I read a press release recently that discussed an issue I am familiar with: The EpiPen. The authors of the release, King Pharmaceuticals in collaboration with Anaphylaxis Canada, claim that only one in five allergic individuals carry an EpiPen and 40% of the population would be unable to administer an EpiPen dose if someone was having an allergic reaction. I'm surprised that that second figure isn't higher, but in the interest of my and every allergic individual's safety, I am going to go over the procedure for administering the EpiPen.
  1. Remove the EpiPen from its carrying tube. Take off the grey safety cap.
  2. Hold the EpiPen firmly in your fist, with the black tip near the patient's outer thigh.
  3. Jab the black tip of the EpiPen firmly into the patient's thigh at a 90 degree angle. Hold for 10 seconds.
  4. After 10 seconds (the EpiPen's window will show red) the injection is complete. Remove the EpiPen and massage the injection site.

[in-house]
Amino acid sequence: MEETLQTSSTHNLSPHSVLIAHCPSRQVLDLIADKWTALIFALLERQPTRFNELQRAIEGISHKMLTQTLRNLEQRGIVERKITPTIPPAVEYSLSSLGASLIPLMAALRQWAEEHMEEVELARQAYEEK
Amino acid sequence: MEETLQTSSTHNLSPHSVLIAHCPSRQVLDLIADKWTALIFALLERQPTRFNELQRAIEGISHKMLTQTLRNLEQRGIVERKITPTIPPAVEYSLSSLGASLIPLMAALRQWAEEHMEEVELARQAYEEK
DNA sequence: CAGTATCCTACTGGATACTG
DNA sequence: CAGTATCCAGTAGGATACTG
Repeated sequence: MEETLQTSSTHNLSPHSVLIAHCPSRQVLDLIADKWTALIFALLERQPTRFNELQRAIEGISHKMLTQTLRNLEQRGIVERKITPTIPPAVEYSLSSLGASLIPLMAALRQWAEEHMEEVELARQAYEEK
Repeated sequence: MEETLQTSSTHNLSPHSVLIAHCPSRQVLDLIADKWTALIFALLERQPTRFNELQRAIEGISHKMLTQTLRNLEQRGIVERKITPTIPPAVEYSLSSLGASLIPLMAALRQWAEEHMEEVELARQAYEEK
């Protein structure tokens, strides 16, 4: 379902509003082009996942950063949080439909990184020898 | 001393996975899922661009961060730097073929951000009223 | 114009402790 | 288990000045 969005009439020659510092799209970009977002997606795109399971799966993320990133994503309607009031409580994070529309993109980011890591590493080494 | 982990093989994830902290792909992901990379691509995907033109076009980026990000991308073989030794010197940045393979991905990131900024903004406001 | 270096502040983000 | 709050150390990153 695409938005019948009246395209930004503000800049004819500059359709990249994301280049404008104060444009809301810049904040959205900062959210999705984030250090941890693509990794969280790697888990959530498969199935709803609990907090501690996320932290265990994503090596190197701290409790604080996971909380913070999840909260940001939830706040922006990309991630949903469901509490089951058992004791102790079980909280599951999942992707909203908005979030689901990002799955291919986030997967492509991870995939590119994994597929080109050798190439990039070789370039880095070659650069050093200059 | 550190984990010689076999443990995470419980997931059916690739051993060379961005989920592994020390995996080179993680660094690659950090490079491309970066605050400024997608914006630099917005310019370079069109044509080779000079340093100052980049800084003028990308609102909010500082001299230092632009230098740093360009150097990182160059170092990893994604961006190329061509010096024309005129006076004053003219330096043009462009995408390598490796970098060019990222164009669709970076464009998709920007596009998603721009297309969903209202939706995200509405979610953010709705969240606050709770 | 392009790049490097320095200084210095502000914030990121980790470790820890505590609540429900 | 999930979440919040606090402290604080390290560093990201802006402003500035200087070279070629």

5. CALL 911.
  6. Put the used EpiPen into the storage tube. The exposed needle will be protected in the tube. Do not touch the needle.
It's very straight-forward. But there are some people who've seen too much TV and think they need to jab it into the heart or some other nonsense. This is not Pulp Fiction. There is only one good injection site, which is the thigh. The reason is there can be reduced blood-flow at the injection site and if it's injected somewhere else (say, the hand) you can get necrosis. That's latin for death of the tissue.

I know some of you out there are thinking of some funny wise-crack about this process but I urge you to stifle it and consider these instructions carefully. Knowing this could save someone's life.

The EpiPen website has a PDF with more detail.

Images courtesy of www.epipen.com

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